The area around Stuttgart boasts a wealth of historic buildings for you to discover, ranging from medieval castles and baroque palaces to magnificent royal residences and long-forgotten ruins. Take a trip back in time to a world of lords and their mistresses, knights and princesses – you can almost imagine how life used to be...!
castles & palaces
Duke Eberhard Ludwig von Wuerttemberg (1693 - 1733) when he was 27 years old, in 1704 laid the cornerstone in his forests 14 km to the north ...of Stuttgart for a hunting castle. This was the beginning of the impressive Baroque residence, the largest German castle grounds, completed by 1733.
A more than 3km-long path leads to the Teck Castle, which was first mentioned in a document in 1152. Teck Castle invites you to a delightful ...trip: Discover the castle's history, enjoy the wonderful views and delicious food - with special middle ages-events!
Visible from afar, the 743-metre-high rocky massif of Hohenneuffen towers above the Alb escarpment. The ruin of Hohenneuffen Castle – the largest ...complex of its kind on the Swabian Alb, has its origins in the High Middle Ages.
The Old Castle goes back to a water fortress built in the 10th century for the protection of the stud garden (which gave Stuttgart its name). ...Today the Wuerttemberg State Museum and the childrens museum "Junges Schloss" are located in the Old Castle.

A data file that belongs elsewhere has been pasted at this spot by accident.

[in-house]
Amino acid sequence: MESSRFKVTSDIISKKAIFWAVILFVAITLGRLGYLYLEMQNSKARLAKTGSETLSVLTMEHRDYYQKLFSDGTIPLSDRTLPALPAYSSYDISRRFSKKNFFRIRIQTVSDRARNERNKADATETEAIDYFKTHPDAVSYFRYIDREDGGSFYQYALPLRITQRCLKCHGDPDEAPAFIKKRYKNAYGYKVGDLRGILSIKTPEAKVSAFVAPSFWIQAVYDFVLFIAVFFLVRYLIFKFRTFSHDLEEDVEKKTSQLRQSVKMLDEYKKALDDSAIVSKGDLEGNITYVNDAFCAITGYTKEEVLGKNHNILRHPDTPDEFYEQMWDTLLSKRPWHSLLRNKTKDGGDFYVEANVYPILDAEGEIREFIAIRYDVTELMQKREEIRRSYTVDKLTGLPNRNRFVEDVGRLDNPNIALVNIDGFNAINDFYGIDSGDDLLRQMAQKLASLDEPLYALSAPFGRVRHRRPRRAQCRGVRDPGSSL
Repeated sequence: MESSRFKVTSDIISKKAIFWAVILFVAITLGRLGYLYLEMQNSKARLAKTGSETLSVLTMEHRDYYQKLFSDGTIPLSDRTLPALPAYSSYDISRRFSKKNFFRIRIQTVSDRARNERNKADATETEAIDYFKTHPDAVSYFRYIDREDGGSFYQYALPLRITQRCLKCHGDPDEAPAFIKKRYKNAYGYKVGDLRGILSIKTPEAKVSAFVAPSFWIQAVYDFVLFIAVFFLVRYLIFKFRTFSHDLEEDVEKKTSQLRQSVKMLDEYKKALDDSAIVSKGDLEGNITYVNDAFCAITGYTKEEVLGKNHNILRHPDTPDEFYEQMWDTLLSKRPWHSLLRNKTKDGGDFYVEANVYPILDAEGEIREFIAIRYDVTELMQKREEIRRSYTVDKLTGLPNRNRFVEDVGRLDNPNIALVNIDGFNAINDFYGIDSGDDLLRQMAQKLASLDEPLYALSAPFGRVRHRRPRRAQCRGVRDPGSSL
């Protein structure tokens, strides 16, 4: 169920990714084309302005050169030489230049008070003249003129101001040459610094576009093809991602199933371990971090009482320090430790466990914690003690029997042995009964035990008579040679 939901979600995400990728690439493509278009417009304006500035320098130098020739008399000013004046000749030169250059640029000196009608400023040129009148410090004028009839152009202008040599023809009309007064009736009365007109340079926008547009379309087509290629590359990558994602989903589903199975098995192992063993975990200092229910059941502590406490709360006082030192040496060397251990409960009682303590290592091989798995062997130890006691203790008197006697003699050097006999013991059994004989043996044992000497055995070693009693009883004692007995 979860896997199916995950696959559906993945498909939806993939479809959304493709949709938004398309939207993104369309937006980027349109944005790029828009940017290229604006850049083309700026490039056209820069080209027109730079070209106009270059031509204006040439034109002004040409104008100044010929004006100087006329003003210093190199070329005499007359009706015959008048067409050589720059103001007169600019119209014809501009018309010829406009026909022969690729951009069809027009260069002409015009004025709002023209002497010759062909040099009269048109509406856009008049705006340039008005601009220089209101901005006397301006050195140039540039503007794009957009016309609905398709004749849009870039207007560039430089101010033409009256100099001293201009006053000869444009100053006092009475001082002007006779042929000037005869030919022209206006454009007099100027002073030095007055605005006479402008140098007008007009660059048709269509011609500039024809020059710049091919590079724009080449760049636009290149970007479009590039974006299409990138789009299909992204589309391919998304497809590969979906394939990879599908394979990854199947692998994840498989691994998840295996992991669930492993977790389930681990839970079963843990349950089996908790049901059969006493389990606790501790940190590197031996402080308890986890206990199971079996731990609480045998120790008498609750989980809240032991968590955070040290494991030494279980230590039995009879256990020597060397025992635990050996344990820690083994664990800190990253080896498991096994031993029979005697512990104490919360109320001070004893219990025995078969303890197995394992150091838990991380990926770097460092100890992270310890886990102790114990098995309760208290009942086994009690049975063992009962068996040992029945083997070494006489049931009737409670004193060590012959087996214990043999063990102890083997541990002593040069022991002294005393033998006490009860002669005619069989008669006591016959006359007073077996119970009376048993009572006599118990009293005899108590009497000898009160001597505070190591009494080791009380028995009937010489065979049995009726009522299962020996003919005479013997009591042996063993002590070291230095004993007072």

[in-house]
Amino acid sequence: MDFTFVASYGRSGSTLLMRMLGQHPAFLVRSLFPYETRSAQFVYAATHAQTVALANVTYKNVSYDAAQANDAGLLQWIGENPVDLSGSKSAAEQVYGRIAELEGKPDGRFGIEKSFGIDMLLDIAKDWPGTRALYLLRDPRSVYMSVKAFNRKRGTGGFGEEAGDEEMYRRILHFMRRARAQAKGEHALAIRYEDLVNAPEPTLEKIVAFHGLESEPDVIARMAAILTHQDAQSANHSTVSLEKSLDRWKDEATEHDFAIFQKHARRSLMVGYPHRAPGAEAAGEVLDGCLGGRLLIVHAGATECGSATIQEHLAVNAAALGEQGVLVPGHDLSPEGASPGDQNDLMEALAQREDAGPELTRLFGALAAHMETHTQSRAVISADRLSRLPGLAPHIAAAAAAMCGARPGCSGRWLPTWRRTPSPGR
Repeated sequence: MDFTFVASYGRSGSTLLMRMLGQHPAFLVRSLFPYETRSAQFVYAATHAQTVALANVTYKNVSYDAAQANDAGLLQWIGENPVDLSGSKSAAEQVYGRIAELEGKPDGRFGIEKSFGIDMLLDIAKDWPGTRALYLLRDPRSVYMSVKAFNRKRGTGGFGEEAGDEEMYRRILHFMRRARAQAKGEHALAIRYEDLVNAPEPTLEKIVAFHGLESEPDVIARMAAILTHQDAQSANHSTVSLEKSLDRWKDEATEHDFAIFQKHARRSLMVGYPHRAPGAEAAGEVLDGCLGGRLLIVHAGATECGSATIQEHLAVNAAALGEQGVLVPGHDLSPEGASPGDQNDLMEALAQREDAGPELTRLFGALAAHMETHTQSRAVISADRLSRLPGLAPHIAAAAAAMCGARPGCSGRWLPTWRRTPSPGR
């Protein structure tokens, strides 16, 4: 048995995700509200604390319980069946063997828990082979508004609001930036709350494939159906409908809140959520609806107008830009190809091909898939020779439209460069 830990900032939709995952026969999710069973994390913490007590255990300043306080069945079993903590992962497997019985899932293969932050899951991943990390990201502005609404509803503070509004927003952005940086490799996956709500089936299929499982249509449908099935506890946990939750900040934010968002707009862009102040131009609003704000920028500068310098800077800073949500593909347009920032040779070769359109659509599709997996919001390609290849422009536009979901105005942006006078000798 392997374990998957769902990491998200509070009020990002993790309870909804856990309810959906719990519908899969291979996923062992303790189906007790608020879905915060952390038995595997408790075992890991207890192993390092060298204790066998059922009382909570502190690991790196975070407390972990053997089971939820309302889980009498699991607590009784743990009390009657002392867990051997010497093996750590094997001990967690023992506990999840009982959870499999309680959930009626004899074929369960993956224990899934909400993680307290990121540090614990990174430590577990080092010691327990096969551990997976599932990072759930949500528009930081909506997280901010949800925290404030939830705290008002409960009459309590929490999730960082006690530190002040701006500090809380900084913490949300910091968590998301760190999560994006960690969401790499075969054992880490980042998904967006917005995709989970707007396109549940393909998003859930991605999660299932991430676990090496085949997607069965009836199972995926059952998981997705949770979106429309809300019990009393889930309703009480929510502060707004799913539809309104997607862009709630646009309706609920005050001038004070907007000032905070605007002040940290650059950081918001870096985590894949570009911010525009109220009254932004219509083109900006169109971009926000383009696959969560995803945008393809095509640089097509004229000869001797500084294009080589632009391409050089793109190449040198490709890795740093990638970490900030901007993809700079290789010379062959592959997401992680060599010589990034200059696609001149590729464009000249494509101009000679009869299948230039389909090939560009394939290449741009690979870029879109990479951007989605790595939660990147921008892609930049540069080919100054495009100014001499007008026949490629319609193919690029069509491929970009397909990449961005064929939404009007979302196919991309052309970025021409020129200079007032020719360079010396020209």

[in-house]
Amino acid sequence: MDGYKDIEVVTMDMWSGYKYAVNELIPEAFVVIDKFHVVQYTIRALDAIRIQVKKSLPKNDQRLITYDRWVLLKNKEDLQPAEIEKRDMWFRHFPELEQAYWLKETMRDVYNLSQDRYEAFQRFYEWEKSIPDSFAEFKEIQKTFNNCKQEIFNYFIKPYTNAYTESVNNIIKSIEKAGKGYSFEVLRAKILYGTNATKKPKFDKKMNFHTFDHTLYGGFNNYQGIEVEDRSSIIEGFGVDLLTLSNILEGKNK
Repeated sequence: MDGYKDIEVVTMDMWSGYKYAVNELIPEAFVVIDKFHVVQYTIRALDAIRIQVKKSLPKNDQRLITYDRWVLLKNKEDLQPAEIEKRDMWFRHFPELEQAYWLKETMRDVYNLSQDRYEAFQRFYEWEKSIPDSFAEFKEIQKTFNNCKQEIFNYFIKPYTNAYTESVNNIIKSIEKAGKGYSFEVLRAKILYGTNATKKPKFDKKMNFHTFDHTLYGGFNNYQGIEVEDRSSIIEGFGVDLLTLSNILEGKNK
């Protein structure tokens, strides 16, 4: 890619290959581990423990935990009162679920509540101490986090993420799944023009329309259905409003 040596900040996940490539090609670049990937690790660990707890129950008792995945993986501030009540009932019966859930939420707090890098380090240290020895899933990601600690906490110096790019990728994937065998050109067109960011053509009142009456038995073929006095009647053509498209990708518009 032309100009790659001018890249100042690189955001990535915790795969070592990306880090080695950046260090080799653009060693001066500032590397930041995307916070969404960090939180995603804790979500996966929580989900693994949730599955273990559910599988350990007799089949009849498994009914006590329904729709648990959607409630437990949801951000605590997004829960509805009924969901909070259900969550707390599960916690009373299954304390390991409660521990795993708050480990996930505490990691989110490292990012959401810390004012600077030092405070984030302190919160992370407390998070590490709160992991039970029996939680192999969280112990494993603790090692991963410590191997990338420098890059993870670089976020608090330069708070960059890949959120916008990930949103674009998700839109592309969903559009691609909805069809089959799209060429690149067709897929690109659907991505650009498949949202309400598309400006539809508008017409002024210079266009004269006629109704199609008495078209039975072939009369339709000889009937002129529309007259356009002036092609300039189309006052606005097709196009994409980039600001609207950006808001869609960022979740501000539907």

Little trace can be found today of the castle which for nearly two centuries was formerly the seat of the dukes of Swabia. Built in the year ...1070, the ancestral seat of the Staufer dynasty was destroyed during the Peasants' War in 1525. Nowadays its foundation walls are once again uncovered.
Göppingen Palace owes its existence to Duke Christoph of Württemberg, who ordered a royal palace to be built in the city after he had been treated ...successfully at Göppingen's acidulous mineral springs.
Großcomburg in Schwäbisch Hall, a former Benedictine monastery, was founded in the year 1078. Today Großcomburg's grounds are open to the public, ...and the 420-m-long walkway around the perimeter affords wonderful views over the town of Schwäbisch Hall and the Einkorn viewpoint (510 m high).
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